The head of Germany’s domestic intelligence agency has warned of the ‘massive danger’ posed by returning ‘ brainwashed’ ISIS women and children.
‘There are children who have undergone brainwashing in the ISIS areas and are radicalised to a great extent,’ said Hans-Georg Maassen.
He said Germany should consider repealing laws restricting surveillance of minors under the age of 14 to prepare for the increased risk of attacks by children as young as nine.
‘We see that children who grew up with Islamic State were brainwashed in the schools and the kindergartens of the Islamic State,’ he said. ‘They were confronted early with the ISIS ideology … learned to fight, and were in some cases forced to participate in the abuse of prisoners, or even the killing of prisoners.’
Maassen, head of the Office for the protection of the Constitution – Germany’s equivalent of MI5 – added: ‘We are already observing the return of some women and adolescents. This is a problem for us because these children and adolescents in particular can be a danger.
‘We also know that there are women one can rightfully call jihadists after living for years in ISIS areas where they identified strongly with ISIS ideology.
‘We have to consider that these children could be living time bombs,’ he said. ‘There is a danger that these children come back brainwashed with a mission to carry out attacks.’
The radicalisation of minors has been a big topic in Germany given that three of five Islamist attacks in Germany in 2016 were carried out by minors, and a 12-year-old boy was also detained after trying to bomb a Christmas market in Ludwigshafen.
The German government says it has evidence that more than 960 people left Germany for Iraq and Syria through November 2017 to fight for the Islamic State, of which about a third are believed to have returned to Germany. Another 150 likely died in combat, according to government data.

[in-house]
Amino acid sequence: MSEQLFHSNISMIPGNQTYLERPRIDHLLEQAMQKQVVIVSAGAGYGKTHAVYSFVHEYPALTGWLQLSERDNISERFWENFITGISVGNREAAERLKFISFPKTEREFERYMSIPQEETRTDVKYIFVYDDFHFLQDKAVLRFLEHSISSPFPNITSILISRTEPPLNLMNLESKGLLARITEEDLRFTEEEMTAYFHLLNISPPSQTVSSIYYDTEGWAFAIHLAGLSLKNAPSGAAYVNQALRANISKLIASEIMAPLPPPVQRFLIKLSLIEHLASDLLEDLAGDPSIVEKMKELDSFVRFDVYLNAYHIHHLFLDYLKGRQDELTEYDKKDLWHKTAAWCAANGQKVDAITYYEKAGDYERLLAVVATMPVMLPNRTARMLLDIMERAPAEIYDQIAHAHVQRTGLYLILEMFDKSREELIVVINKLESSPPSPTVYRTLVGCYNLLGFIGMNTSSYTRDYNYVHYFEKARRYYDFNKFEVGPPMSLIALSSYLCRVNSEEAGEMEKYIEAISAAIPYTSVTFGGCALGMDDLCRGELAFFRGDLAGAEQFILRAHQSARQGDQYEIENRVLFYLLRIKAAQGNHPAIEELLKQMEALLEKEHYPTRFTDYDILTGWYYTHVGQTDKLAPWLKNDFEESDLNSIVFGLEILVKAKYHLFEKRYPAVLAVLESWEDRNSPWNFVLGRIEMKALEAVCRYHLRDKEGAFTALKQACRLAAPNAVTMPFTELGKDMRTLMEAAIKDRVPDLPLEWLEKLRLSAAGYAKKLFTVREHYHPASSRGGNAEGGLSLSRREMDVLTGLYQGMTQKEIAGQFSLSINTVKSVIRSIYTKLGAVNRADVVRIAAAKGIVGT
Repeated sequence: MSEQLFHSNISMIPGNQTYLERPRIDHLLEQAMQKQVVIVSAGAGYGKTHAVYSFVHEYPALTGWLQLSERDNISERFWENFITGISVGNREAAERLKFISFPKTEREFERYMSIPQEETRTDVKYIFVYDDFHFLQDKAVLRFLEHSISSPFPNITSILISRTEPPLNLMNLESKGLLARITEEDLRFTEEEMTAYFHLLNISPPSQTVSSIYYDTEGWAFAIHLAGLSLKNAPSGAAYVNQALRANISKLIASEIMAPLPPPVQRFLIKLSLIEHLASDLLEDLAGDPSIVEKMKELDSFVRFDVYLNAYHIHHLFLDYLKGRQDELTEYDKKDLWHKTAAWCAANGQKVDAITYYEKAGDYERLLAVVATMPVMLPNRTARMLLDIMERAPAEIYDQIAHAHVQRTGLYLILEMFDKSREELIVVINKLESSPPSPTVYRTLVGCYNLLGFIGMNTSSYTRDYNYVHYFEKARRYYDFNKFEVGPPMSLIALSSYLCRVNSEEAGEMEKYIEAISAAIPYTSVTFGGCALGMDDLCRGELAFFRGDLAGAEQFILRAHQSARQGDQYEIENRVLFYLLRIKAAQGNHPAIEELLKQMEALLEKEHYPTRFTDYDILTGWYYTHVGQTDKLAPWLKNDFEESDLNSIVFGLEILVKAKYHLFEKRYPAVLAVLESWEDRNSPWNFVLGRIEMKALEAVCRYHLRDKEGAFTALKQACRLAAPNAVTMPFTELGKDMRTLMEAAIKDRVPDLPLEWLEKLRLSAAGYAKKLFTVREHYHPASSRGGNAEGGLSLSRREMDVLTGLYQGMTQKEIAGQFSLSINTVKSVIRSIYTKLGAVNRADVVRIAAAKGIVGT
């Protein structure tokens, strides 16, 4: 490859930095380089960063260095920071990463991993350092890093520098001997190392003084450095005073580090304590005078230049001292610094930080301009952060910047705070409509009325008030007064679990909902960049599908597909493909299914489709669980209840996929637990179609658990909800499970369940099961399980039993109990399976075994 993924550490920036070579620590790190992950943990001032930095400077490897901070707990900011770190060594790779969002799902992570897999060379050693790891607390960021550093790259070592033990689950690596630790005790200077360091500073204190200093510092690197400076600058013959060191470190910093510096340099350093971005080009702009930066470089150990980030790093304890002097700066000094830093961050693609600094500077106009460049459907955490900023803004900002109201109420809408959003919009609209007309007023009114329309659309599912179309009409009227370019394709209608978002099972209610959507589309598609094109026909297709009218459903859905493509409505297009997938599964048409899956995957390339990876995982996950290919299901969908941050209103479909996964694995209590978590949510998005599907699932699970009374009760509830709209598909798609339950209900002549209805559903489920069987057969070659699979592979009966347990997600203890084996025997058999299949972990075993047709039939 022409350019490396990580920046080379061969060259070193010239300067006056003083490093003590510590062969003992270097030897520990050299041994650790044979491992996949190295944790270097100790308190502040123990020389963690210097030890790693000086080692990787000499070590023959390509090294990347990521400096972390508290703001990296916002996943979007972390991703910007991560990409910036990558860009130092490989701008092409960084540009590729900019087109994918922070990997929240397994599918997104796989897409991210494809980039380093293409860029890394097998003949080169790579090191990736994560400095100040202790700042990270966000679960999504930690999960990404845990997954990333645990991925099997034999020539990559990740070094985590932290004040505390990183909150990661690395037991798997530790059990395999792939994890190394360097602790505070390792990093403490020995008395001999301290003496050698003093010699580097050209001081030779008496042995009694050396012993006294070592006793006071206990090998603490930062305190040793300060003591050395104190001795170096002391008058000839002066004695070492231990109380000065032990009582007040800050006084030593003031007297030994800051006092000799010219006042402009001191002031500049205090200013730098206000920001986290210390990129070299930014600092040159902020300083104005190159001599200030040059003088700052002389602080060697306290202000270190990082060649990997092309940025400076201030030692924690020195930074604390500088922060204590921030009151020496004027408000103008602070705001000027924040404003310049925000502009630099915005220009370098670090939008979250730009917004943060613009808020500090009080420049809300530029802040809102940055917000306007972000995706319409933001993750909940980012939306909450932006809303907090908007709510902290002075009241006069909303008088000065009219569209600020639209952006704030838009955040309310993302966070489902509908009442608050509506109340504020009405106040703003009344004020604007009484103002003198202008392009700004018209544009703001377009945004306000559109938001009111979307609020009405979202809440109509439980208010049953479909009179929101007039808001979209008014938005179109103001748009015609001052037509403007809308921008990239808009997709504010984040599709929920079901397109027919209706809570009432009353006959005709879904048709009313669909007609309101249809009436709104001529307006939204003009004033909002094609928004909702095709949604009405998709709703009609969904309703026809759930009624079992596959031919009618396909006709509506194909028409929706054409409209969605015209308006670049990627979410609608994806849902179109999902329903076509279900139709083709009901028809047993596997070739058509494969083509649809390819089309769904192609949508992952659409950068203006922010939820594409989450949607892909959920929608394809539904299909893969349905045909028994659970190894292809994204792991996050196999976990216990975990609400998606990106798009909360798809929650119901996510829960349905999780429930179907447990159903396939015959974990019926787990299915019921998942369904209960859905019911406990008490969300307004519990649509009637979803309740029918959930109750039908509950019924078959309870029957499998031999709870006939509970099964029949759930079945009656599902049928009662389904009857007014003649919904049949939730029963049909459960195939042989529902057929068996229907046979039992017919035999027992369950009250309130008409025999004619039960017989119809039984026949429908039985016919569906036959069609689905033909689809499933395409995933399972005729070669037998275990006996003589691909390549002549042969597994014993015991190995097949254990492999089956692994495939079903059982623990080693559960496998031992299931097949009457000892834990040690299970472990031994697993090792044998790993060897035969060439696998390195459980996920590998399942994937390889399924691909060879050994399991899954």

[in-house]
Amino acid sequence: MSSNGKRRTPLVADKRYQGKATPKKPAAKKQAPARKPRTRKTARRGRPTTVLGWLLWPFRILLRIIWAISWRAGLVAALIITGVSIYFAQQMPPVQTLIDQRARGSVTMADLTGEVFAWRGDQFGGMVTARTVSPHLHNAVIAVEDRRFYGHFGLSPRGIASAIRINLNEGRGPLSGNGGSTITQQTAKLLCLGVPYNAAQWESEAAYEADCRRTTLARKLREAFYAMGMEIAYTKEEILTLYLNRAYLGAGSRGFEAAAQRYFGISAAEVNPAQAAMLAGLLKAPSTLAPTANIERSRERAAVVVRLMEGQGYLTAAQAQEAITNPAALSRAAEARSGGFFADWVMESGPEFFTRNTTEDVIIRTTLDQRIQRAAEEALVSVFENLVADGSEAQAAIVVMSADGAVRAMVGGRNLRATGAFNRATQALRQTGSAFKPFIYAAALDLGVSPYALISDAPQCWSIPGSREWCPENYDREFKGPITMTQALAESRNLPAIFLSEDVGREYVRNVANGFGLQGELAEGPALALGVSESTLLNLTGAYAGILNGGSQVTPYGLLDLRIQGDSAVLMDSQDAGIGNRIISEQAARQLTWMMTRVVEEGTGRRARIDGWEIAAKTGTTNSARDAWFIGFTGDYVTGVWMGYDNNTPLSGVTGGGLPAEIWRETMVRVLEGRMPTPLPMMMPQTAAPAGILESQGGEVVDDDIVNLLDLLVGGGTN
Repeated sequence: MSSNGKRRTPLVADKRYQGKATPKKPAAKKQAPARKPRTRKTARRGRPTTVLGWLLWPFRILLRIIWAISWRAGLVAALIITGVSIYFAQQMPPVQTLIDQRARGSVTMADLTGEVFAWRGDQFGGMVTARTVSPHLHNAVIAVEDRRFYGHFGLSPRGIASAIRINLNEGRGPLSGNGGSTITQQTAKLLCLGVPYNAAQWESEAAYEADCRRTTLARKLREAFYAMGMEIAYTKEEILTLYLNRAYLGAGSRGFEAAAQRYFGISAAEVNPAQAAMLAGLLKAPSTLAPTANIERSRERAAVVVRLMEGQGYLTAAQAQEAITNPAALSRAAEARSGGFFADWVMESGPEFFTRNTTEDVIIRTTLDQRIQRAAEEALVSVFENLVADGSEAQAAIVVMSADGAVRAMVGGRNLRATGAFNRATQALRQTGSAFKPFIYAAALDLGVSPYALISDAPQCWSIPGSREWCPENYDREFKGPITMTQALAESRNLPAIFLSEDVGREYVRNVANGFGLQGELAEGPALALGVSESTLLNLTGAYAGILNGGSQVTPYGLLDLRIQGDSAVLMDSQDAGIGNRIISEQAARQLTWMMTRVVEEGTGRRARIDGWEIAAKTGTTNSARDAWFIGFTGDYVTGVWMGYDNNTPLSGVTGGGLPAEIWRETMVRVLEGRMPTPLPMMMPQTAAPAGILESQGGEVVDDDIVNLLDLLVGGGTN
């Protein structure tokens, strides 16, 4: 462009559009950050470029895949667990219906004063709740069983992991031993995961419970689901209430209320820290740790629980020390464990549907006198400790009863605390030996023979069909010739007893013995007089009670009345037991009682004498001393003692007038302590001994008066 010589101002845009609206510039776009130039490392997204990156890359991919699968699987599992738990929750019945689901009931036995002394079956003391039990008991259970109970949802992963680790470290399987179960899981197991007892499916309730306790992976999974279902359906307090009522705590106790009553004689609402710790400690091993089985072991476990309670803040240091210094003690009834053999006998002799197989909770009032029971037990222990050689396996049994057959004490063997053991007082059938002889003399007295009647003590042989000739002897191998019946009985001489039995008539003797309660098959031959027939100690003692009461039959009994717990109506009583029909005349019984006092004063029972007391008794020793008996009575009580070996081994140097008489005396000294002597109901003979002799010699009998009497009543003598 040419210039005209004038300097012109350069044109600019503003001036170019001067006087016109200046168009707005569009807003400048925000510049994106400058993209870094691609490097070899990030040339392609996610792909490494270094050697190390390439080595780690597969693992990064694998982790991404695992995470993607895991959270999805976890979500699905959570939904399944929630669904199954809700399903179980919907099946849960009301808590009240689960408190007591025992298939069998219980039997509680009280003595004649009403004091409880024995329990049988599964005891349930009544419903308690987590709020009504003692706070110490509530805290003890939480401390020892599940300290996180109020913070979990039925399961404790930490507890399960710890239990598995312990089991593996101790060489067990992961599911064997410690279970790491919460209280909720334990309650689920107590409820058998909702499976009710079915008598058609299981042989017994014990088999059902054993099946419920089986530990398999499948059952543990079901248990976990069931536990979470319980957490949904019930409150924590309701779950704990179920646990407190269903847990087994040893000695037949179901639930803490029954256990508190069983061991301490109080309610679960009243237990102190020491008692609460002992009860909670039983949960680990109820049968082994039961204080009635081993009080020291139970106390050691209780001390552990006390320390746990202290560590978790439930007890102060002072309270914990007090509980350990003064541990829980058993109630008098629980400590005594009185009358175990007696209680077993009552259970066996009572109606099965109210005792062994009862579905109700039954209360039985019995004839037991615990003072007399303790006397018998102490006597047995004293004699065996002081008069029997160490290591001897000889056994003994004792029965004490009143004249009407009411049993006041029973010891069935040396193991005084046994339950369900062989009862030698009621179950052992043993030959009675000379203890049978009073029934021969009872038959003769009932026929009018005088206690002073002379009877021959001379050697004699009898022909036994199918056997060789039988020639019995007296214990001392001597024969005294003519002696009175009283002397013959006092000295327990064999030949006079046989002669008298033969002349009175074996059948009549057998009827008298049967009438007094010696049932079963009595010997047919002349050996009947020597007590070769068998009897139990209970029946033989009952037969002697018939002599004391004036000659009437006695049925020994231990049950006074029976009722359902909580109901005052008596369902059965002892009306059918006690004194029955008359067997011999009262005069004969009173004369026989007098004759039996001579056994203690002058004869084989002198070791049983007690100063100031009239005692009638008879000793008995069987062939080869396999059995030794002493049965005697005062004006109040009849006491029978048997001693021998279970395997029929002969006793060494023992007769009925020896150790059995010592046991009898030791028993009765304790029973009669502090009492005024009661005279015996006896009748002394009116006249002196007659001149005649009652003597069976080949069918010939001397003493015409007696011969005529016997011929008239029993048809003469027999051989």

Maassen said ISIS also continued to target vulnerable youths in Germany through the Internet and social media, often providing slick advertising or age-appropriate propaganda to recruit them to join the jihadist group.
‘Islamic State uses headhunters who scour the Internet for children that can be approached and tries to radicalise these children, or recruit these children for terrorist attacks,’ he said.
He said not all were returning home intent in perpetrating terror but insisted: ‘We must keep an eye on these women.’
Germany lost around 1,000 of its citizens to the Islamic State cause in Iraq and Syria, Europe as a whole an estimated ten to 15,000.
The return exodus comes as ISIS strongholds in both countries fall. So far, however, there has been little sign in Germany of surviving male fighters coming back.
‘As far as the fighters are concerned, we do not yet see a strong return movement,’ said Maassen.
‘We are assuming that those from the West who are still struggling at the moment will want to be there until the end – and only then a movement to return to Europe will start.’
He warned not only Western fighters, but also other jihadists, would try to come to Europe.
The intelligence chief added that defeat in the Middle East is by no means its end.
He added: ‘The geographical demise of ISIS in Syria and Iraq does not lead to the disappearance of the terrorist militia. ISIS is now represented in some other states and is quite strong there. In addition, the group is networking enormously in virtual space. There’s a global cyber-caliphate.
‘It sends the message to its followers: “You don’t necessarily have to come to Syria and Iraq to fight. You can also lead jihad where you are”.
‘Many who sat on packed suitcases and wanted to travel to jihad have therefore remained in their homeland.’
He warned that there is a risk that this group will commit terrorist acts in European cities.
Source: Daily Mail